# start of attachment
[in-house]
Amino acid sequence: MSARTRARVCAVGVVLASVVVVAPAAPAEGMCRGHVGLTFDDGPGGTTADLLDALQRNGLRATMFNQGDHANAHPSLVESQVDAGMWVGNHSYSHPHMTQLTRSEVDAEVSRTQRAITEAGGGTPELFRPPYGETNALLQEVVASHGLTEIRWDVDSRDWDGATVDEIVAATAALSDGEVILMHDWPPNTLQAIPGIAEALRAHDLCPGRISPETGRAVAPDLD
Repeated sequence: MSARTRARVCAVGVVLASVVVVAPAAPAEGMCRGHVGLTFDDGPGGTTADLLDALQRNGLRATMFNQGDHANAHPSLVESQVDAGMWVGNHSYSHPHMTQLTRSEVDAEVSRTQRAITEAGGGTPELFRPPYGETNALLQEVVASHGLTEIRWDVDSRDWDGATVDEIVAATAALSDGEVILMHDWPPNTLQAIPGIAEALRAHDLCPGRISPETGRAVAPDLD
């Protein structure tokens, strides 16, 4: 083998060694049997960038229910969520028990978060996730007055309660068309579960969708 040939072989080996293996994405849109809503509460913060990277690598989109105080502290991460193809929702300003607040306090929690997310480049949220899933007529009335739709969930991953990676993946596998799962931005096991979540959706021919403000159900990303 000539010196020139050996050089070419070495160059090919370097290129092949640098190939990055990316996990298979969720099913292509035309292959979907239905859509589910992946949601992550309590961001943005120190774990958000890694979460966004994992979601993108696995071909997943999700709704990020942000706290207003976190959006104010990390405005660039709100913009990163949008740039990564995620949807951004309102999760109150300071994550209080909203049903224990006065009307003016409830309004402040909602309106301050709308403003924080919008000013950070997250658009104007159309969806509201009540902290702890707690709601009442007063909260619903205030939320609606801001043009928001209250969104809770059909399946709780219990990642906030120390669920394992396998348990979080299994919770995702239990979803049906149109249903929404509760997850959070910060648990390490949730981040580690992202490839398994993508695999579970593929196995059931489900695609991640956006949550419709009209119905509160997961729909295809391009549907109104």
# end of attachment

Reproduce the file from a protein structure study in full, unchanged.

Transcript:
[in-house]
Amino acid sequence: MSARTRARVCAVGVVLASVVVVAPAAPAEGMCRGHVGLTFDDGPGGTTADLLDALQRNGLRATMFNQGDHANAHPSLVESQVDAGMWVGNHSYSHPHMTQLTRSEVDAEVSRTQRAITEAGGGTPELFRPPYGETNALLQEVVASHGLTEIRWDVDSRDWDGATVDEIVAATAALSDGEVILMHDWPPNTLQAIPGIAEALRAHDLCPGRISPETGRAVAPDLD
Repeated sequence: MSARTRARVCAVGVVLASVVVVAPAAPAEGMCRGHVGLTFDDGPGGTTADLLDALQRNGLRATMFNQGDHANAHPSLVESQVDAGMWVGNHSYSHPHMTQLTRSEVDAEVSRTQRAITEAGGGTPELFRPPYGETNALLQEVVASHGLTEIRWDVDSRDWDGATVDEIVAATAALSDGEVILMHDWPPNTLQAIPGIAEALRAHDLCPGRISPETGRAVAPDLD
């Protein structure tokens, strides 16, 4: 083998060694049997960038229910969520028990978060996730007055309660068309579960969708 040939072989080996293996994405849109809503509460913060990277690598989109105080502290991460193809929702300003607040306090929690997310480049949220899933007529009335739709969930991953990676993946596998799962931005096991979540959706021919403000159900990303 000539010196020139050996050089070419070495160059090919370097290129092949640098190939990055990316996990298979969720099913292509035309292959979907239905859509589910992946949601992550309590961001943005120190774990958000890694979460966004994992979601993108696995071909997943999700709704990020942000706290207003976190959006104010990390405005660039709100913009990163949008740039990564995620949807951004309102999760109150300071994550209080909203049903224990006065009307003016409830309004402040909602309106301050709308403003924080919008000013950070997250658009104007159309969806509201009540902290702890707690709601009442007063909260619903205030939320609606801001043009928001209250969104809770059909399946709780219990990642906030120390669920394992396998348990979080299994919770995702239990979803049906149109249903929404509760997850959070910060648990390490949730981040580690992202490839398994993508695999579970593929196995059931489900695609991640956006949550419709009209119905509160997961729909295809391009549907109104």